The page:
What a difference a mandate makes.
Three months after winning re-election by 21 percentage points, Hamilton mayor Kelly Yaede delivered the 2014 State of the Township address with the air of someone secure in her position. She joked. She held a dog. She compared herself to Santa Claus.
And, she promised, she’s only getting started.
“Our work isn’t finished, and it never should be for an elected official,” Yaede said.
Gone was the cautious-yet-encouraging tone that surrounded Yaede’s address last year. On Feb. 11, Yaede seemed pleased with what her administration had accomplished in its first year, as were many of the people in attendance. Several hundred people filled a room at the Stone Terrace for the Hamilton chapter of the MidJersey Chamber of Commerce’s annual event, eager to give the mayor applause.
If 2013’s State of the Township—Yaede’s first—was a pep talk, this year’s was a post-game victory speech.
Yaede revisited many of the talking points that scored township Republicans an Election Day sweep last November—an occurrence party members called a mandate at the time. Yaede presented the township’s economic development and new public safety measures as evidence she has Hamilton headed in a positive direction.
On the economic front, Yaede touted the announcement that Dynamic Marketing and Salvona Technologies will move operations to Hamilton. Dynamic Marketing, which purchases electronics and appliances for small retailers to sell, is based in Brooklyn, N.Y. currently. Salvona Technologies, a cosmetics manufacturer, plans to relocate from its headquarters in Dayton.
Joining the firms in Hamilton could be two new hotels—a Homewood Suites and a Residence Inn—and two WaWa gas stations, one on U.S. 130 and one on Route 33. To further entice new businesses, the township will expand its online permitting system to include simple construction permits for building, electrical, plumbing, mechanical and fire inspections.
For existing businesses, the township has updated zoning requirements in an effort to encourage developers to renovate their commercial properties, in much the manner of the recently refreshed Hamilton Plaza on Route 33. All in all, Yaede said decisions like streamlining regulations have bolstered the township’s economic health.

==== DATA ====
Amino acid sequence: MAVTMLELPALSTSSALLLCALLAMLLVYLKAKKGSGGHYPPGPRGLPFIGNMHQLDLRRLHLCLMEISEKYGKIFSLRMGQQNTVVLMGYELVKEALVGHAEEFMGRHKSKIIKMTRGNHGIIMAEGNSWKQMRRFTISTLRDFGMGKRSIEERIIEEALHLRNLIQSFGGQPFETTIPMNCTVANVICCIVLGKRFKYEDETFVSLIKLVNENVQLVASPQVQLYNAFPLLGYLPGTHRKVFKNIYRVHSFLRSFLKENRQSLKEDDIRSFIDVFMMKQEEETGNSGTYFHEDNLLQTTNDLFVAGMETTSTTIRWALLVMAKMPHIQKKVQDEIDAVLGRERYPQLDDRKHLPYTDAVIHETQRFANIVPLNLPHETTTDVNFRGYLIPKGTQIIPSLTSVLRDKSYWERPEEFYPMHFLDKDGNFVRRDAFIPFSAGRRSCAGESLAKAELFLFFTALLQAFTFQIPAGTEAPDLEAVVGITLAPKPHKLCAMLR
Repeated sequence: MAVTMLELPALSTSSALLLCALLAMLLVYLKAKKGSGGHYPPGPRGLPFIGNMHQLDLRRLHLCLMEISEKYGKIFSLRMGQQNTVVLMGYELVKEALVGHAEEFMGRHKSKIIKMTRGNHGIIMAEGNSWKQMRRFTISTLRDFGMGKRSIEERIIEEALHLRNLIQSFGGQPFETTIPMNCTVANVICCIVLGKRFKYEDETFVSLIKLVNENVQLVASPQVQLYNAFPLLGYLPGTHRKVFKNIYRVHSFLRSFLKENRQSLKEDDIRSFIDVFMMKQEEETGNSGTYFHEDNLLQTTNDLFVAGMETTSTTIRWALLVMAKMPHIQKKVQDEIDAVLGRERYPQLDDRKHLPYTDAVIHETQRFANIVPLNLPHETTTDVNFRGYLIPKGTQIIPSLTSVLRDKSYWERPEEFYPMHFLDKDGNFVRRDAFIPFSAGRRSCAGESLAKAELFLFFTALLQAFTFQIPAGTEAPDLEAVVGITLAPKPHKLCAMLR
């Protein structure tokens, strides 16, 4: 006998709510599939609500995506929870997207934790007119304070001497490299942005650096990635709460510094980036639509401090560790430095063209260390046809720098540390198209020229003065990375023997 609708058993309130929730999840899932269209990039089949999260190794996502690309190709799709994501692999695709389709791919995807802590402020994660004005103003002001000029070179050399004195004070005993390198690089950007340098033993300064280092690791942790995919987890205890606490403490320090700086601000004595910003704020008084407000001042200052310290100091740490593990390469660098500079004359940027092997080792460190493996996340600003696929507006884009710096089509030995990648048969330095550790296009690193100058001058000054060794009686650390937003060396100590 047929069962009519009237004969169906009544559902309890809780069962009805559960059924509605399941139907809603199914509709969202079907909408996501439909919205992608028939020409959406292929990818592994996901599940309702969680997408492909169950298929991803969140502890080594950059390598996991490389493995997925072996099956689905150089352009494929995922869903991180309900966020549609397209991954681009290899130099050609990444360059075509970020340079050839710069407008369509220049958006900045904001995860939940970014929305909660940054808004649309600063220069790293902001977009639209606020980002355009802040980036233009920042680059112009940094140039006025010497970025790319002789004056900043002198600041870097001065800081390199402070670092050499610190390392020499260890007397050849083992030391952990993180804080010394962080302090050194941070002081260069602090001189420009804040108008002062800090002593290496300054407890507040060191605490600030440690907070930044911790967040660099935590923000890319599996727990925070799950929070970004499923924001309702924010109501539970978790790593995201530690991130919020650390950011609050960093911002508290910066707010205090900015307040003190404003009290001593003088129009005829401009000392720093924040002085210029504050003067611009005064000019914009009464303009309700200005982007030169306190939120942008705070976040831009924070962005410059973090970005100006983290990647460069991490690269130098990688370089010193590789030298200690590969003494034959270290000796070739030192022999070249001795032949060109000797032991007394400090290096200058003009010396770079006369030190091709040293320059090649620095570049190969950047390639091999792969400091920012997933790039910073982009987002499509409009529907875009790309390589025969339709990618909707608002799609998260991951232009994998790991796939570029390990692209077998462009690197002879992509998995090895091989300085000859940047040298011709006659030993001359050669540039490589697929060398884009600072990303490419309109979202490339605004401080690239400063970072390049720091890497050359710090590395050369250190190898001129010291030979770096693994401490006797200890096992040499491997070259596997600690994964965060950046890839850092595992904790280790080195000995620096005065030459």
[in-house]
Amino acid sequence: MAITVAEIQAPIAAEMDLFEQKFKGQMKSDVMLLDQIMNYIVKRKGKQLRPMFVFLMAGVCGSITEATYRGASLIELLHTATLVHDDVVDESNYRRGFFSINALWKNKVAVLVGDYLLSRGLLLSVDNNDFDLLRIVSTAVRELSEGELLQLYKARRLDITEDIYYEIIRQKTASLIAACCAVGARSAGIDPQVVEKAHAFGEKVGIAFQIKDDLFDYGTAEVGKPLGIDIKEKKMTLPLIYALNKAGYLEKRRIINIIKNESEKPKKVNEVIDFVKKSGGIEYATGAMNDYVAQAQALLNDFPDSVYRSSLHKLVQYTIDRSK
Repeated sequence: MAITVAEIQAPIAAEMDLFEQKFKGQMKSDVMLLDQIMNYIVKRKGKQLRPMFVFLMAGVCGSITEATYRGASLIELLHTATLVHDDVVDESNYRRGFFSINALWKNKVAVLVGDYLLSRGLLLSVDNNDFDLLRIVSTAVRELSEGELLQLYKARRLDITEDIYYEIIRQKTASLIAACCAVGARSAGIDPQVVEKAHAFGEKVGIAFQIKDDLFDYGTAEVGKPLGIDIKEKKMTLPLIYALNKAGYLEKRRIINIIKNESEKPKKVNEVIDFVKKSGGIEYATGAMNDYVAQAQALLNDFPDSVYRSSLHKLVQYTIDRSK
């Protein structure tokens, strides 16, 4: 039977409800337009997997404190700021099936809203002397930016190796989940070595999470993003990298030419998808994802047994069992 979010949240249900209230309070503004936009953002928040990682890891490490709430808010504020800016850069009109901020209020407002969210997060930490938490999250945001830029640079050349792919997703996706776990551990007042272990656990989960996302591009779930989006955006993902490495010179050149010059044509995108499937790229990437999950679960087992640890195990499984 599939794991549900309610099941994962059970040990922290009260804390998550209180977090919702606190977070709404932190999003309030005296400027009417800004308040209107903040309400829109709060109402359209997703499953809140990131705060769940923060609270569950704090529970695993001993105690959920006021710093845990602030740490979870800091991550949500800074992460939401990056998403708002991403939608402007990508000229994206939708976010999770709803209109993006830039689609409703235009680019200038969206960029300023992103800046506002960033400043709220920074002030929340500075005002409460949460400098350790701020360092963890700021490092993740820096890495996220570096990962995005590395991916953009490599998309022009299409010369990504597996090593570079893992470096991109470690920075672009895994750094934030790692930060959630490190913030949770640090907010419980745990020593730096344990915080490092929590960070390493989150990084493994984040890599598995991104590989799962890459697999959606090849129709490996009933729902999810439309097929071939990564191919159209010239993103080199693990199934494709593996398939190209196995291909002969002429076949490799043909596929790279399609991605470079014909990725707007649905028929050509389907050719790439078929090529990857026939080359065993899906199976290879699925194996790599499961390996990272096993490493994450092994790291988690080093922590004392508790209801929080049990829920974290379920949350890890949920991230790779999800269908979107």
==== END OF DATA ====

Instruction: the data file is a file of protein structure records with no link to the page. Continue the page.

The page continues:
“All you have to do is drive down Route 33 to see we are doing it,” Yaede said.
Much of her address was devoted to public safety, though, and Yaede had statistics to back her argument. A late January report disclosed the crime rate in Hamilton fell 5 percent last year. Yaede credited efforts like hiring 16 new police officers, switching to 12-hour patrol shifts and increased emphasis on analyzing crime statistics as the difference.
The administration—hoping to keep crime numbers trending down—has moved its focus to improving the police division’s relationship with the public.
Yaede announced a new program to enhance police communication with residents that will use an updated website and new accounts on social media websites Facebook and Twitter. Yaede said the additional tools will help the police keep residents safe.
“If you are not on social media, you are behind,” she added.
The announcement signaled a slight change of heart by the administration. In November 2013, Yaede disagreed with a question in a Hamilton Post questionnaire suggesting police could use social media and increased dialogue with the public to fight crime, in part saying, “Just because the HTPD does not release every bit of information or does not provide minute-by-minute updates does not mean that there is an issue with communication … Taking criminals off the street should be the HTPD’s number one priority; not updating Facebook and Twitter minute-by-minute.”
During her Feb. 11 address, Yaede also said the township has reached out to the federal Department of Justice for assistance, at the suggestion of President Obama. She asked the president about public safety during a January forum with the U.S. Conference of Mayors in Washington.
Aside from the two major areas, Yaede’s speech checked off each of the administration’s feats in the past year. She mentioned the government’s move to cut $1-million from its spending, decreasing expenditures to below 2011 levels and allowing the township to offer a 2013 budget with no tax increase. She touted her visits to all 17 of the township’s public elementary schools, and shared a story where she shocked a young girl by remembering where the student went to school. The exchange led the girl’s mother to suggest the mayor was more omniscient than Santa Claus, Yaede said.
In another first, Yaede recruited a dog from the township animal shelter to help her celebrate news that the shelter will be expanded this year. Township animal control officer Todd Bencivengo brought the small dog, named Duke, in a side door and up to the lectern where Yaede spoke, to the “awws” of those assembled.
“I assure you, Duke, no one is looking at me,” Yaede said.
The Duke interaction perhaps best exemplified the lighthearted and confident address delivered by Yaede. She even veered from her scripted speech at one point to encourage former mayor Jack Rafferty to adopt a dog from the animal shelter. After ensuring Yaede cleared it with his wife, Rafferty jokingly stood up and bid $100 for the dog in Yaede’s arms, to the laughter of the crowd.
In her speech, even with the ease she ad-libbed jokes, Yaede portrayed herself as a mayor in command. Yet, she did allow that even she had no control over the weather, and begged for understanding and patience when it comes to snow removal.
She stopped short of admitting her administration hasn’t met public expectations when it comes to plowing—calling this winter “unprecedented”—but said some residents have phoned her to voice their displeasure.
“Hamiltonians do not hesitate to call their mayor and tell me where to put it,” Yaede said.